Contrapuntal and contrapuntally are words that Edward Said uses to describe both the relationship between culture and imperialism, and the way that relationship may be apprehended. In essence: there are two thematic principals in culture, one dominant, and one subordinate (less visible), but crucially these two themes operate in an interdependent and highly dynamic manner. Specifically, Said is interested in examining the "interacting experience that links imperializers with the imperialized." (pg.194). In Culture and Imperialism, his crowning achievement published in 1993, Said examines this interacting experience through the prism of literature, his area of especial expertise.
Said begins his huge and difficult task by discussing, in general terms, the way that in the West (the dominant imperializers since the sixteenth century) cultural representations of the non-European world are crude, reductionist and often racist. Said believes this tendency is not accidental but systematic and part of an imperial impulse that needs to dominate. Voices of the non-European world in Western culture are not expected to be heard, and are deliberately, if not always consciously, suppressed. In Jane Austen's Sense and Sensibility, for example, the world of the Caribbean plantation is only peripherally referred to, though its existence and economic exploitation are essential to the well-being of the novel's main characters. When referred to, the plantation is subordinate and dominated--no non-European voices are heard. This illustrates one of Said's key arguments: "the experience of the stronger party overlaps and, strangely, depends on the weaker." In a wider political sense--and for Said politics and culture is one and the same thing--the developed world depends on the underdeveloped ("developing") world even though in cultural representations the former often portrays itself as separated and elevated from the latter.
The author also examines the work of Albert Camus, Rudyard Kipling, and Verdi (opera), among others, in detail and critically. Why was the Indian resistance (to British imperial rule) not represented in Kim? Why did Aida not attempt to examine contemporary urban reality in Cairo at the time of its making? Said enjoys and appreciates these works, and those of contemporaneous artists, but cannot help viewing them critically, and urges us to do likewise. He seems to want us to see the imperial motive in all cultural artefacts, most especially in "high art." Knowledge of domination and being dominated has been artificially and falsely separated from "culture", argues Said, whereas it should lie at the centre of our cultural understanding.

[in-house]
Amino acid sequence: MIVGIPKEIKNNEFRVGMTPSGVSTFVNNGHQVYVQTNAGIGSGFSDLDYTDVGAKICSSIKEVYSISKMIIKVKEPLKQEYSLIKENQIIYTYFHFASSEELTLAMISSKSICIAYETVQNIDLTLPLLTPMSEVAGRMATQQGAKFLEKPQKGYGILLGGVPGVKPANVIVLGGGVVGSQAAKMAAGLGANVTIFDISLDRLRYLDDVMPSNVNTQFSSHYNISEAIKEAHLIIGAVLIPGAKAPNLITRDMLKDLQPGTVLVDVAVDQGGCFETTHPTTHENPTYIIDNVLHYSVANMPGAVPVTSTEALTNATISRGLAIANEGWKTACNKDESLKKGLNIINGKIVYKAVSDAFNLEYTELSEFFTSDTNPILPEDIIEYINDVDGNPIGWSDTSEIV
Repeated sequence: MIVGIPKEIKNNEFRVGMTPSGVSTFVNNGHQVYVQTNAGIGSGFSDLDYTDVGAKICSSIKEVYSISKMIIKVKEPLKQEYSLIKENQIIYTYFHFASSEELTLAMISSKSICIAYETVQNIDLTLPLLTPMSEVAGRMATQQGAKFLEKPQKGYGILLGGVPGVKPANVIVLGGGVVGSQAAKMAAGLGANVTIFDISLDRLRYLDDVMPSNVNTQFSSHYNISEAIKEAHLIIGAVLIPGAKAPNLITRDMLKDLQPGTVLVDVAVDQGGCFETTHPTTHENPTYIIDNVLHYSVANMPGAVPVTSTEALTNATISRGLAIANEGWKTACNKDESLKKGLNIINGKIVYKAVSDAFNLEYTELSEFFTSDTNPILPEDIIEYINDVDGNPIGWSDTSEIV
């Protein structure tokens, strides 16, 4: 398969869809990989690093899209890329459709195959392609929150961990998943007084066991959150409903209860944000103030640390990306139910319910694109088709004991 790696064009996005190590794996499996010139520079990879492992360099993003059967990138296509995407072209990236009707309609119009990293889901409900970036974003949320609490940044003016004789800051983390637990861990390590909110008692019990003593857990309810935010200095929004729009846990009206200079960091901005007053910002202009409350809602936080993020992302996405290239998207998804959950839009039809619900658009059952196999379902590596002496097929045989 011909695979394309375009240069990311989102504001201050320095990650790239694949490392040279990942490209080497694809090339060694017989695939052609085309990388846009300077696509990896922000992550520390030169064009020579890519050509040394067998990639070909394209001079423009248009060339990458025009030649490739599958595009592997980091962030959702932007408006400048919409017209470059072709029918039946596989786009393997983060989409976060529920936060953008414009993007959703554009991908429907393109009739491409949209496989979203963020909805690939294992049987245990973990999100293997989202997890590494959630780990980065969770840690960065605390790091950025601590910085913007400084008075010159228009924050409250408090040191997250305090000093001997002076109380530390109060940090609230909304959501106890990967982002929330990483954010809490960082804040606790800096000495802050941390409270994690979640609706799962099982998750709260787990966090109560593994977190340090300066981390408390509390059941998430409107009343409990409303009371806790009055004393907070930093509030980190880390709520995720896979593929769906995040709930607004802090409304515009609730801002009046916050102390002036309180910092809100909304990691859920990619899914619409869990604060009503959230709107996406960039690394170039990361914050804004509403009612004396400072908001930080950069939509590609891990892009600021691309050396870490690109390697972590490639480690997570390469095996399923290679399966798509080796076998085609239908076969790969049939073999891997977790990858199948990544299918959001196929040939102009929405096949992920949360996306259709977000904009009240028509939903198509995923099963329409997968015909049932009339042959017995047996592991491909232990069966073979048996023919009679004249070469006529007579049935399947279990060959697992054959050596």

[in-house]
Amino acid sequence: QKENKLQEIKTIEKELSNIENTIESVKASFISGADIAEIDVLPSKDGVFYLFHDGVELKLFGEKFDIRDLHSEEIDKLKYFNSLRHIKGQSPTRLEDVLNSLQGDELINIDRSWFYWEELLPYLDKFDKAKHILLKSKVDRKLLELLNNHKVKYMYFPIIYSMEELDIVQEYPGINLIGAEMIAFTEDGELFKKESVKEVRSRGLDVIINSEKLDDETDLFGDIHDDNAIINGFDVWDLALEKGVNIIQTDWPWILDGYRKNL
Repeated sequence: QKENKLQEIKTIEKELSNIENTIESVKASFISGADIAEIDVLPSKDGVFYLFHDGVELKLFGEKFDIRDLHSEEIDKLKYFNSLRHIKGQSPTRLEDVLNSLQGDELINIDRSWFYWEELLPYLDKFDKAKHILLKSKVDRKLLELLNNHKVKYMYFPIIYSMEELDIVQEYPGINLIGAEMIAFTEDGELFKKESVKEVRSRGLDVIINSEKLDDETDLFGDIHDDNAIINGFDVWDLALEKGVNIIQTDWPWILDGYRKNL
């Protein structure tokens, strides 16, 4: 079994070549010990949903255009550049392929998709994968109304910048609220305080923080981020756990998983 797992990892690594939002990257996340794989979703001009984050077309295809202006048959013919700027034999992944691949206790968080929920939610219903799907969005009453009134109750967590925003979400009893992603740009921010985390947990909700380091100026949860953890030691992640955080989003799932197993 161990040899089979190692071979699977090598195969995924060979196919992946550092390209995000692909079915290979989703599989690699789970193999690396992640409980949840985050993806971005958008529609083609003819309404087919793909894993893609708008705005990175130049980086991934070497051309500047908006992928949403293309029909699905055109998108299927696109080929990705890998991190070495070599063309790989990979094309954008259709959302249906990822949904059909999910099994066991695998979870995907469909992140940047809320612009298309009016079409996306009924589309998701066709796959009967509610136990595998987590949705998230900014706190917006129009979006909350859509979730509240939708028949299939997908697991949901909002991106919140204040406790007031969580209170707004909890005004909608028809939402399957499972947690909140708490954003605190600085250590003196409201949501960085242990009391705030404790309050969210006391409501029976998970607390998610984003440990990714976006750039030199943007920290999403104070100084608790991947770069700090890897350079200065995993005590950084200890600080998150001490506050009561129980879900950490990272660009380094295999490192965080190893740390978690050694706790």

One important point that Said makes is that imperialism did not end after decolonisation, and that there is still an intense need to justify domination in cultural terms. The way the media in the West helps to engender consent for military interventions in places like Iraq and Afghanistan being a case in point. Rambo-like movies represent Arab Muslims as desperados, and so on. Journalists and intellectuals who should be able to think more critically, often participate in this cultural brain-washing, having internalized the norms of the state, and go along with the story--North Korea is therefore a "rogue" state, instead of just a state acting in its own interest. Palestinians who decide to resist Israeli domination are always portrayed as "terrorists." But the dropping of phosphorous and cluster bombs on civilian areas by Israel's military does not, apparently, deserve the terrorist epithet.
Cultural domination always meets cultural resistance, notes Said. This is one of the interesting things about the phenomenon of imperialism, and in the second part of his book Said discusses the work of Fanon, Lukacs, and others. In between these discussions, which are interspersed with interesting personal anecdotes, Said returns to his arguments and his agenda: "The job facing the cultural intellectual is therefore not to accept the politics of identity as given, but to show how all representations are constructed, for what purpose, by whom, and with what components."
Great books leave you looking at the world in a slightly different way, forever. Culture and Imperialism is, I believe, one such great text, and even if you cannot agree point for point with everything the author is saying, his overall import, that there is an unavoidable interdependency between imperialism and culture (the two phenomena cannot be artificially separated) is brilliantly and precisely argued. And also like all great books, Said's narrative raises as many questions as it answers, particularly about the nature of domination, and whether liberation can be achieved through "poetry" (a metaphor for non-violence) alone.